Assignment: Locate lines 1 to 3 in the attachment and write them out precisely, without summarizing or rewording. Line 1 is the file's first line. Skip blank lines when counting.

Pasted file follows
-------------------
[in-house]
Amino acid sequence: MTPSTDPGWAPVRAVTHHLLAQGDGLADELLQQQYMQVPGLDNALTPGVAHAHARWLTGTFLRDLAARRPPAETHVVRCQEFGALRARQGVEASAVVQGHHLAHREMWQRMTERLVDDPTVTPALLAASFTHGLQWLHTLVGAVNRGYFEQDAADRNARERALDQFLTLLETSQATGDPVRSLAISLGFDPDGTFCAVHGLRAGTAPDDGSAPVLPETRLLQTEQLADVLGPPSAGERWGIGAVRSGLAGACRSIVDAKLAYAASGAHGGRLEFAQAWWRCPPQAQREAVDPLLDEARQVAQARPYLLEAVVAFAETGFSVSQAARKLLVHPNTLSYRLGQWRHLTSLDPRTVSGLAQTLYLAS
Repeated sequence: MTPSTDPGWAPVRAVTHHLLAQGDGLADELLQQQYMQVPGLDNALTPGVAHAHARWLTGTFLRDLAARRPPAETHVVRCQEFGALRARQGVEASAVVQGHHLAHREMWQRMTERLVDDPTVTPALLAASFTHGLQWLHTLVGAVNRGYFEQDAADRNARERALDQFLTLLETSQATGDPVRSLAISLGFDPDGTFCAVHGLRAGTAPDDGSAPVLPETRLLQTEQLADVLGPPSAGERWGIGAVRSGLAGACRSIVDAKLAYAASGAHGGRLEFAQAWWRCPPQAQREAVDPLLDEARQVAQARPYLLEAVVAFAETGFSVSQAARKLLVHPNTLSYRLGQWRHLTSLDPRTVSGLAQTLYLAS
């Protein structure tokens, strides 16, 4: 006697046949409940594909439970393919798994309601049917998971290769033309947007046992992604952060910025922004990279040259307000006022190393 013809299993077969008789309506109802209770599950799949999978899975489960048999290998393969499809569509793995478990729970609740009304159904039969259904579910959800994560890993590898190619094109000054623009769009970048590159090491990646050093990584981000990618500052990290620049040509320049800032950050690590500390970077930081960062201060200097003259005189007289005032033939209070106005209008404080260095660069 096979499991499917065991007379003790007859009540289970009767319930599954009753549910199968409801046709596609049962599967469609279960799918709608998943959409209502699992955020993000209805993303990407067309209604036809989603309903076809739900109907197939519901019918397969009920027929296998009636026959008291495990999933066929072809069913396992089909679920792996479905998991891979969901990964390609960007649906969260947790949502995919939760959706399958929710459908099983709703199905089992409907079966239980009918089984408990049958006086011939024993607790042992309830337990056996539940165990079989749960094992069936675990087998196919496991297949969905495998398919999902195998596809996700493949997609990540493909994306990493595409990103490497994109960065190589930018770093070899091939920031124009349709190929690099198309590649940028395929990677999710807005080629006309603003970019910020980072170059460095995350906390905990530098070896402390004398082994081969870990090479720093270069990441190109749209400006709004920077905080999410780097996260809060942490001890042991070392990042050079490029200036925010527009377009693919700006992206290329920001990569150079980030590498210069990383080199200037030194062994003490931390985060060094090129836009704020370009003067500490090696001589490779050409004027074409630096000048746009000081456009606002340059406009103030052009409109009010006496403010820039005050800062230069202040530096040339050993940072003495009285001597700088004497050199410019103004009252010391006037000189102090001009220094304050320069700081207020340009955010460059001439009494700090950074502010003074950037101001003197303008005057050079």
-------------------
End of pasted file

[in-house]
Amino acid sequence: MTPSTDPGWAPVRAVTHHLLAQGDGLADELLQQQYMQVPGLDNALTPGVAHAHARWLTGTFLRDLAARRPPAETHVVRCQEFGALRARQGVEASAVVQGHHLAHREMWQRMTERLVDDPTVTPALLAASFTHGLQWLHTLVGAVNRGYFEQDAADRNARERALDQFLTLLETSQATGDPVRSLAISLGFDPDGTFCAVHGLRAGTAPDDGSAPVLPETRLLQTEQLADVLGPPSAGERWGIGAVRSGLAGACRSIVDAKLAYAASGAHGGRLEFAQAWWRCPPQAQREAVDPLLDEARQVAQARPYLLEAVVAFAETGFSVSQAARKLLVHPNTLSYRLGQWRHLTSLDPRTVSGLAQTLYLAS
Repeated sequence: MTPSTDPGWAPVRAVTHHLLAQGDGLADELLQQQYMQVPGLDNALTPGVAHAHARWLTGTFLRDLAARRPPAETHVVRCQEFGALRARQGVEASAVVQGHHLAHREMWQRMTERLVDDPTVTPALLAASFTHGLQWLHTLVGAVNRGYFEQDAADRNARERALDQFLTLLETSQATGDPVRSLAISLGFDPDGTFCAVHGLRAGTAPDDGSAPVLPETRLLQTEQLADVLGPPSAGERWGIGAVRSGLAGACRSIVDAKLAYAASGAHGGRLEFAQAWWRCPPQAQREAVDPLLDEARQVAQARPYLLEAVVAFAETGFSVSQAARKLLVHPNTLSYRLGQWRHLTSLDPRTVSGLAQTLYLAS